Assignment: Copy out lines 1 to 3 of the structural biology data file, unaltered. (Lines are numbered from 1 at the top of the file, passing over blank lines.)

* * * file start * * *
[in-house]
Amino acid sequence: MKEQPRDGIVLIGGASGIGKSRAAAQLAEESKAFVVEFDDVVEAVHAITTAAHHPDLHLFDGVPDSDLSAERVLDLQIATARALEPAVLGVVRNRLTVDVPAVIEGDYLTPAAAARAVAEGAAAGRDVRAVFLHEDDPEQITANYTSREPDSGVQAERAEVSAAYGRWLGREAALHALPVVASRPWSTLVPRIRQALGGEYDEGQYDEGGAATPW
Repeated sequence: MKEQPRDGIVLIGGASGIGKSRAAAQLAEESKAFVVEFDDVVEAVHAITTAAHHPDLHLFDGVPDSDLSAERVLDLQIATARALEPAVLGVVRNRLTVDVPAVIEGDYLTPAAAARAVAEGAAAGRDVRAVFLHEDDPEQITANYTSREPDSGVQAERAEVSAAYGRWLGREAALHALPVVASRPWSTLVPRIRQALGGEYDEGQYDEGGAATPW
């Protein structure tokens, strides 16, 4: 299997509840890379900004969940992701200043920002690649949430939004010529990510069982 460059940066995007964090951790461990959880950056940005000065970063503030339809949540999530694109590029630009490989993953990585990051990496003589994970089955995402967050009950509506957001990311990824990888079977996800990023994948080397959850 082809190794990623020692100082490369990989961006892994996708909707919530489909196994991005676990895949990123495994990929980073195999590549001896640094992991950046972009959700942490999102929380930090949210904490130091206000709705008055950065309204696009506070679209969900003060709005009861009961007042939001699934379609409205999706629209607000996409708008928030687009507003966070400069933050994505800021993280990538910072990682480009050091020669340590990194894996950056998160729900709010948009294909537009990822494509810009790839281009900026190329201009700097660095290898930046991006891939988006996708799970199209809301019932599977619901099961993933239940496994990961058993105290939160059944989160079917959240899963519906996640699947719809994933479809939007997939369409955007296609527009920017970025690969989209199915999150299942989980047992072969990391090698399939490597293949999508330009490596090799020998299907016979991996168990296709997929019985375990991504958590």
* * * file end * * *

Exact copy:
[in-house]
Amino acid sequence: MKEQPRDGIVLIGGASGIGKSRAAAQLAEESKAFVVEFDDVVEAVHAITTAAHHPDLHLFDGVPDSDLSAERVLDLQIATARALEPAVLGVVRNRLTVDVPAVIEGDYLTPAAAARAVAEGAAAGRDVRAVFLHEDDPEQITANYTSREPDSGVQAERAEVSAAYGRWLGREAALHALPVVASRPWSTLVPRIRQALGGEYDEGQYDEGGAATPW
Repeated sequence: MKEQPRDGIVLIGGASGIGKSRAAAQLAEESKAFVVEFDDVVEAVHAITTAAHHPDLHLFDGVPDSDLSAERVLDLQIATARALEPAVLGVVRNRLTVDVPAVIEGDYLTPAAAARAVAEGAAAGRDVRAVFLHEDDPEQITANYTSREPDSGVQAERAEVSAAYGRWLGREAALHALPVVASRPWSTLVPRIRQALGGEYDEGQYDEGGAATPW